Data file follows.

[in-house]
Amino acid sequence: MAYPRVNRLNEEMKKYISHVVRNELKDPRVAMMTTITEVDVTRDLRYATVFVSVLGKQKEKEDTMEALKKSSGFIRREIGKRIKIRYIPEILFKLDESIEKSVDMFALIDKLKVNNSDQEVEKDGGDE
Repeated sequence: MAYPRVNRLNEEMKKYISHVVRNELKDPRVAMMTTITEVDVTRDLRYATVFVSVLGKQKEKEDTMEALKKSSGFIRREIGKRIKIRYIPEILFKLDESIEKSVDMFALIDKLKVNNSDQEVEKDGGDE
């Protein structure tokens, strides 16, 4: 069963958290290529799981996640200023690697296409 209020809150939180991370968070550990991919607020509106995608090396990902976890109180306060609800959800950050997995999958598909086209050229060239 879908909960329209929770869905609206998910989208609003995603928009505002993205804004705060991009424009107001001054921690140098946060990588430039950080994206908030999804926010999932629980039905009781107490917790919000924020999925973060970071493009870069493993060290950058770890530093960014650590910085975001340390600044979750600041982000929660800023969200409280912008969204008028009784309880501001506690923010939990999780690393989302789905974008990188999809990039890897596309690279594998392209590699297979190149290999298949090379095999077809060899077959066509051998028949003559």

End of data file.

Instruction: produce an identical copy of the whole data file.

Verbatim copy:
[in-house]
Amino acid sequence: MAYPRVNRLNEEMKKYISHVVRNELKDPRVAMMTTITEVDVTRDLRYATVFVSVLGKQKEKEDTMEALKKSSGFIRREIGKRIKIRYIPEILFKLDESIEKSVDMFALIDKLKVNNSDQEVEKDGGDE
Repeated sequence: MAYPRVNRLNEEMKKYISHVVRNELKDPRVAMMTTITEVDVTRDLRYATVFVSVLGKQKEKEDTMEALKKSSGFIRREIGKRIKIRYIPEILFKLDESIEKSVDMFALIDKLKVNNSDQEVEKDGGDE
């Protein structure tokens, strides 16, 4: 069963958290290529799981996640200023690697296409 209020809150939180991370968070550990991919607020509106995608090396990902976890109180306060609800959800950050997995999958598909086209050229060239 879908909960329209929770869905609206998910989208609003995603928009505002993205804004705060991009424009107001001054921690140098946060990588430039950080994206908030999804926010999932629980039905009781107490917790919000924020999925973060970071493009870069493993060290950058770890530093960014650590910085975001340390600044979750600041982000929660800023969200409280912008969204008028009784309880501001506690923010939990999780690393989302789905974008990188999809990039890897596309690279594998392209590699297979190149290999298949090379095999077809060899077959066509051998028949003559």